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Zuckerberg silent when Trump uses Facebook and Instagram to threaten violence



But two years later, Zuckerberg and Facebook are still struggling with their responsibilities and how to manage one of their best-known users: President Donald Trump.

Although Zuckerberg previously stated any post that “calls for violence” would be a line in the sand – even if it came from a politician – Facebook was silent for hours Friday after Trump was accused of glorifying violence in posts that appeared on its platforms.
At 12:53 PM ET on Friday morning, as cable networks carried images of fires and destructive protests in Minneapolis, the president tweeted: “These THUGS disgrace George Floyd’s memory, and I will not let that happen. Just spoke to Governor Tim Walz and told him that the military is with him all the way. All the difficulties and we will take control but when the looting starts the shooting starts. Thanks! “

His phrase “when the looting begins, the shooting begins”

; reflects the language used by a Miami police chief in the late 1960s in the wake of riots. Its use was immediately condemned by a wide range of individuals, from historians to members of competing political campaigns. Former Vice President and presumptive Democratic nominee Joe Biden said Trump “demanded violence against American citizens during a moment of pain for so many.”

Twitter decided to attach a warning label to Trump’s tweet – and an identical tweet that was later posted by the official White House Twitter account – for the first time, indicating that it violated the platform’s rule of glorifying violence.

But the exact same message, which says “looting” will lead to “shooting” and referring to “THUGS,” was posted on Trump’s Facebook account at 1:10 p.m. ET, just minutes after his first tweet. The president’s announcement was also published on Instagram, which is owned by Facebook.

As of the publication, the posts remained on both platforms without any label. And although Trump may be more associated with his Twitter account, he still has tens of millions of followers on Facebook. His Facebook posts have been shared more than 47,000 times and had more than 200,000 comments and Instagram posts have more than 300,000 likes.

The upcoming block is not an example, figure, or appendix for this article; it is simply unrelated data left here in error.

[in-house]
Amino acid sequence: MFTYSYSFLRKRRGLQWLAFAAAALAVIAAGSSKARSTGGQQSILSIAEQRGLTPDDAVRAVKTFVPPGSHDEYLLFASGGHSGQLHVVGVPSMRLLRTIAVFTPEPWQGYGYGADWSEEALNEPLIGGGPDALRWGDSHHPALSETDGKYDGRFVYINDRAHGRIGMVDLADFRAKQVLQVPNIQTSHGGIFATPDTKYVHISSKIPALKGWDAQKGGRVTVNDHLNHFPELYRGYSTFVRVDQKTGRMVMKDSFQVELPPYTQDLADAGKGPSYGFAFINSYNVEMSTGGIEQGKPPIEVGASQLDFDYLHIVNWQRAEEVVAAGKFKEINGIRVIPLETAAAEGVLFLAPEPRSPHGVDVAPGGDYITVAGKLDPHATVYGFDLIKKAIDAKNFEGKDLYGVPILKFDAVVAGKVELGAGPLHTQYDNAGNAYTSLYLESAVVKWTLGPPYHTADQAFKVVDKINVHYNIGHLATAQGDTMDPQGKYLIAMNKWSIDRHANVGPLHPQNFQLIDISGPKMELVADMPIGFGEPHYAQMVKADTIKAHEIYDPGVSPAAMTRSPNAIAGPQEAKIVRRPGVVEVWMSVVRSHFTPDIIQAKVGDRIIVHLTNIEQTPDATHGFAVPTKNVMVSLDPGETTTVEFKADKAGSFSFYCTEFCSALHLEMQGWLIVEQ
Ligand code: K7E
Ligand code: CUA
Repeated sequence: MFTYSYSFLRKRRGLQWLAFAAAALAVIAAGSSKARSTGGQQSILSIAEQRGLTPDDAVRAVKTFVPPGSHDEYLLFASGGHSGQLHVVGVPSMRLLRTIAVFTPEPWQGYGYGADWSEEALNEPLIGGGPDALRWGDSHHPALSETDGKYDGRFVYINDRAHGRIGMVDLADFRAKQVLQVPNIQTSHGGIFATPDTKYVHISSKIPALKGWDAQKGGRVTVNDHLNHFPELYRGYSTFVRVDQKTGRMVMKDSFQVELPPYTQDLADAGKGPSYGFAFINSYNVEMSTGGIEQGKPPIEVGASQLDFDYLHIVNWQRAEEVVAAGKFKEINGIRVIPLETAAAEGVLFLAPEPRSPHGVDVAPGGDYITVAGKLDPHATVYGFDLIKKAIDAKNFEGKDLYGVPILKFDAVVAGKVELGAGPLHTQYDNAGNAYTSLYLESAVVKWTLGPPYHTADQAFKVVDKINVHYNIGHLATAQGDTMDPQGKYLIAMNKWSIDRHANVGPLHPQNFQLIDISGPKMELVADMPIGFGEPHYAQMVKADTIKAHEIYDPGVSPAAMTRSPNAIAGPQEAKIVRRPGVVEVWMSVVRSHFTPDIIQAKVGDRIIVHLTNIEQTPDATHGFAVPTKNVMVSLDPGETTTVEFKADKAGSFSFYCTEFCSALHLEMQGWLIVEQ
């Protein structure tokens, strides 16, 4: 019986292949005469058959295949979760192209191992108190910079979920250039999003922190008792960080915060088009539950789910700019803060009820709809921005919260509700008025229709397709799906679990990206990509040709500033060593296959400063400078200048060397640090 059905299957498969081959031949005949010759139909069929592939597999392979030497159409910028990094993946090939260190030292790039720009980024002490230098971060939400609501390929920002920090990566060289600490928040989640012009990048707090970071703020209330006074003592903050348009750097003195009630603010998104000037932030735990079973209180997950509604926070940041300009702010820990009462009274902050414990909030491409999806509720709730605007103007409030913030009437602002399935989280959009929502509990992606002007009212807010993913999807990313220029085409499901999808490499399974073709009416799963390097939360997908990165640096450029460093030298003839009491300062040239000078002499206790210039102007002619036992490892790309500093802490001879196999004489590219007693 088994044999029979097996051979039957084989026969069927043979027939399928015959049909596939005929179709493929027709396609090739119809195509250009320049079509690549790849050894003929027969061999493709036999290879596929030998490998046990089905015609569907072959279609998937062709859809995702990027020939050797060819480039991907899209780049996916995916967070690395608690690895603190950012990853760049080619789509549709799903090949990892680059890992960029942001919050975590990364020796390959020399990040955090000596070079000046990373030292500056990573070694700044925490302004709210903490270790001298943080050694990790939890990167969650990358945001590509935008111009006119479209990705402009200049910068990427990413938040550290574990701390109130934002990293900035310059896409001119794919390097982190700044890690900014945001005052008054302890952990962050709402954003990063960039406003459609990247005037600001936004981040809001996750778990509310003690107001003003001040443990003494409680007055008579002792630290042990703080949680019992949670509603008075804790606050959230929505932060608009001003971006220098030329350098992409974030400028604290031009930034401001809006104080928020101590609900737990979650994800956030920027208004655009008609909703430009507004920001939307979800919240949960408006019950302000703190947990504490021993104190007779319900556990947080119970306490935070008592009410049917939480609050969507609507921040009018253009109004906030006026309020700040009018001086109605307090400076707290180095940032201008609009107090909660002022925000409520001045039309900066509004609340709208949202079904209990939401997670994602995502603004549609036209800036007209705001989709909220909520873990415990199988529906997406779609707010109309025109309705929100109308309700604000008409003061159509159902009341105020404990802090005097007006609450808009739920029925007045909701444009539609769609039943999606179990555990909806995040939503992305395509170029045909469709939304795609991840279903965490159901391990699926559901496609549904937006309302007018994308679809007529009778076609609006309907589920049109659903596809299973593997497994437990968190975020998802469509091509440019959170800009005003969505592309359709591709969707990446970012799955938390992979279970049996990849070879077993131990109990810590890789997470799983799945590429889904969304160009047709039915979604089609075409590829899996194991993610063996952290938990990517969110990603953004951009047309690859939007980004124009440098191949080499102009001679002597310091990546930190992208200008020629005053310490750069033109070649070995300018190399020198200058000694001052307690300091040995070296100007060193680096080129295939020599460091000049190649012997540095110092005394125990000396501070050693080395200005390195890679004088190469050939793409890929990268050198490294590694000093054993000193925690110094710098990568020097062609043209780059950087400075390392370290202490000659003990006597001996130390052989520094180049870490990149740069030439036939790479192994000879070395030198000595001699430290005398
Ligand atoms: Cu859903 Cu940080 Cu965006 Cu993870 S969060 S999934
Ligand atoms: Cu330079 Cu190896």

Facebook did not comment on Friday morning if it would do anything about the post.

Facebook’s passivity to the post so far is just the latest example that highlights a divergent strategy between two of the most prominent social networks in how they handle some of Trump’s most controversial posts.

While Twitter came under fire earlier this week from some Republicans after adding a fact-checking label to Trump’s fake tweets about voice fraud via mail, Facebook did nothing. Instead, Zuckerberg went on Fox News to criticize Twitter.

“We have a different policy than, I think, Twitter on this,” Zuckerberg said, “I just strongly believe that Facebook should not be the truth-breaker for everything people say online.”

Facebook seemed to lean toward its previously declared policy of not fact-checking politicians. But Zuckerberg has said there would be some exceptions to the controversial policy, including the threat of violence.

“Even for politicians, we don’t allow content that causes violence or risks imminent harm – and, of course, we don’t allow voter suppression,” Zuckerberg said in a speech in Washington last year.


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